The Washington Times - September 18, 2012, 08:01AM

A senior adviser to Mitt Romney’s campaign admitted Tuesday that Mr. Romney’s widely-circulated comments at a fundraiser appearing to denigrate President Obama’s supporters were not articulate, but argued he was speaking from a political standpoint, not a policy one.

“There are 47 percent of the people who will vote for the president no matter what,” Mr. Romney told a small group of wealthy donors in a video, which was recorded at some point after he won the GOP primary and released by the liberal magazine Mother Jones. “All right, there are 47 percent who are with him, who are dependent upon government, who believe that they are victims, who believe the government has a responsibility to care for them, who believe that they are entitled to health care, to food, to housing, to you name it.”


He added, “And they will vote for this president no matter what. … These are people who pay no income tax. [M]y job is not to worry about those people. I’ll never convince them they should take personal responsibility and care for their lives.”

Bay Buchanan, a senior adviser to the campaign, said Tuesday that “he’s talking politics — he’s analyzing the voter base.”

“Clearly as president, he is extremely concerned — his whole policy is designed to help those people move back into the middle class or get into the middle class if they haven’t been there before, and so they can start paying taxes as well,” she said on CNN’s “Starting Point.”

“As a candidate, he can’t worry about those he can’t get,” Ms. Buchanan continued. “In order to turn this middle class around, part of his proposal is a 20 percent across-the-board income tax cut, so what he’s saying is, that message is not going to appeal in this campaign to those who don’t pay income tax … this is a campaign analysis.”

Ms. Buchanan echoed some of the remarks Mr. Romney made at a hastily-arranged news conference Monday night, when he said he was talking about “the political process of drawing people into my own campaign. Of course, people are going to take responsibility for their lives. My campaign is about helping people take more responsibility and becoming employed again, particularly those who don’t have work.”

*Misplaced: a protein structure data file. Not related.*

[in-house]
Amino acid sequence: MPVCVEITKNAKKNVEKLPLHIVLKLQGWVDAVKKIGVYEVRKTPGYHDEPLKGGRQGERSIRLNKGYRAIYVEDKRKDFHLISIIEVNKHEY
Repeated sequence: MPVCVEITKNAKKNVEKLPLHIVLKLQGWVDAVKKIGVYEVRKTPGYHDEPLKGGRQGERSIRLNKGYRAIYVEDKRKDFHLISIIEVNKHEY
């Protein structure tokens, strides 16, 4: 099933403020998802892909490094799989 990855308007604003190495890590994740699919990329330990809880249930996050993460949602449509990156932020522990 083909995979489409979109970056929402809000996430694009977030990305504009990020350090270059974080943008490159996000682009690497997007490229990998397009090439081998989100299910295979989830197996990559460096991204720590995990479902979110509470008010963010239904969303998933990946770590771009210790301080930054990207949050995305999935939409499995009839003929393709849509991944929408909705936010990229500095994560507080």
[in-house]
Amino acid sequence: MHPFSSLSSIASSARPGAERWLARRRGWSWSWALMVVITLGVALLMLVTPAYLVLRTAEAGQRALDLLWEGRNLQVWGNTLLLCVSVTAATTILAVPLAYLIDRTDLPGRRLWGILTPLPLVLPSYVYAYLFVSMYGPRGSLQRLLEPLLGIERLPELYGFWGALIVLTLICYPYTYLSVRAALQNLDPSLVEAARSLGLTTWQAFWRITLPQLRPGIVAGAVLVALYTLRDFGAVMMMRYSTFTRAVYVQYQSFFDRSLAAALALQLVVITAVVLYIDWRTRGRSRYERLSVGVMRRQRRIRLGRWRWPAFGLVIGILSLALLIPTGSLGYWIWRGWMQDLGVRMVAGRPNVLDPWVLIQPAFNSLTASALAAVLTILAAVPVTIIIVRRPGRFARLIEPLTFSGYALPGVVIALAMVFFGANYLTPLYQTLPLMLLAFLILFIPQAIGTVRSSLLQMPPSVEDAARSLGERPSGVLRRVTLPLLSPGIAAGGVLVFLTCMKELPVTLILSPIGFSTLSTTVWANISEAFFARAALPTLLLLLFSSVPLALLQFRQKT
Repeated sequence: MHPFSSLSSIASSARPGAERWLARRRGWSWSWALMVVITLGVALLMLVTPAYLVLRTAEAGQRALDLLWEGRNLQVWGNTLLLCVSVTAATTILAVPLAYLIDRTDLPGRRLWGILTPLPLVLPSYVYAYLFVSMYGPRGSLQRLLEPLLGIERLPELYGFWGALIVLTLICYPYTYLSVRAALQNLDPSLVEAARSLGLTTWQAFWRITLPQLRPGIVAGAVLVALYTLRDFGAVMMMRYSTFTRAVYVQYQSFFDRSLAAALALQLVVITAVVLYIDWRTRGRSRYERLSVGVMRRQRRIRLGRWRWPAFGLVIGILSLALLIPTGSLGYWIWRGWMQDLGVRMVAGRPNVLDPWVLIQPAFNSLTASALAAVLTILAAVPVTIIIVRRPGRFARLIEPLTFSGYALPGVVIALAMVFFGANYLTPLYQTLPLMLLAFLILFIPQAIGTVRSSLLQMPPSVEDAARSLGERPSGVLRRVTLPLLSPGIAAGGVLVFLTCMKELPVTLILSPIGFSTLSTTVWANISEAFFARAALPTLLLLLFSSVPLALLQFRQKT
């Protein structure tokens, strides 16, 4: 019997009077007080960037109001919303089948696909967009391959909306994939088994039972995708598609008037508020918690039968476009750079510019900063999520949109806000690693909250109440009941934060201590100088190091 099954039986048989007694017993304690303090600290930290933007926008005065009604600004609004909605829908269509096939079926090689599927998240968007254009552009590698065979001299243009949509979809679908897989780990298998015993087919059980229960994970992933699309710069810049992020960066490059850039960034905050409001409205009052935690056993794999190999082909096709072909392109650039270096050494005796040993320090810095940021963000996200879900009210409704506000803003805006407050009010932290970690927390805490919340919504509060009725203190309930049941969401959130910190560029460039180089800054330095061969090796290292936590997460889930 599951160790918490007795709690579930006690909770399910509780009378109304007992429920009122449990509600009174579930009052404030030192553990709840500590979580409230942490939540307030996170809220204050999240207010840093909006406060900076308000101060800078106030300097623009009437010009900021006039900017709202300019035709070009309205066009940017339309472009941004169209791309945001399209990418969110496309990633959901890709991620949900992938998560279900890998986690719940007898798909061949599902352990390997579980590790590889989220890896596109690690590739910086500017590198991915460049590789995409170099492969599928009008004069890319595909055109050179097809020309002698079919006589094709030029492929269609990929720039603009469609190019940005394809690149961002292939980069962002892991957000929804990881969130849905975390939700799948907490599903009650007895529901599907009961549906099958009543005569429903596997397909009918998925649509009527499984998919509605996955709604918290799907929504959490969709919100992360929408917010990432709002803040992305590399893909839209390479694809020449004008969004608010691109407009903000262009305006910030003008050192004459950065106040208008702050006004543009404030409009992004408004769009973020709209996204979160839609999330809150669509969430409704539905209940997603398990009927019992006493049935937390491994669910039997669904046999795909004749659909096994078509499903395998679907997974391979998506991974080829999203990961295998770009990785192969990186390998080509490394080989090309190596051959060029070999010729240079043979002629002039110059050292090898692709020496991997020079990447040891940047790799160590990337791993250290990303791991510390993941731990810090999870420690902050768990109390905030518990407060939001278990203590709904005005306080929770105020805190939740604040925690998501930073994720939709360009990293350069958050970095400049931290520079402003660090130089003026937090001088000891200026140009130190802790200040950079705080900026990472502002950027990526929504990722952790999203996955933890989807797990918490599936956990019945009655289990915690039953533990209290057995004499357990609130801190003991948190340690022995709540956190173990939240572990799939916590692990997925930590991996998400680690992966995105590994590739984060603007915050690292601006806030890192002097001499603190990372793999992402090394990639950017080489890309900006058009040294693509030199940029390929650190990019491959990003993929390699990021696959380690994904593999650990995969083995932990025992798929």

Mr. Romney said the remarks were not “elegantly stated,” saying he was speaking “off the cuff in response to a question.”

“At a fund-raiser you have people say, “Governor, how are you going to win this?” he continued. “And so I respond well, the president has his group, I have my group — I want to keep my team strong and motivated, and I want to get those people in the middle, that’s something which fund-raising people who are parting with their monies are very interested in knowing: Can you win or not, and that’s what this was addressing.”

Mr. Obama’s campaign immediately seized on the remarks.

“It’s shocking that a candidate for president of the United States would go behind closed doors and declare to a group of wealthy donors that half the American people view themselves as ‘victims,’ entitled to handouts, and are unwilling to take ‘personal responsibility’ for their lives,” said Obama campaign manager Jim Messina. “It’s hard to serve as president for all Americans when you’ve disdainfully written off half the nation.”

“It was inarticulate, I admit,” Ms. Buchanan said.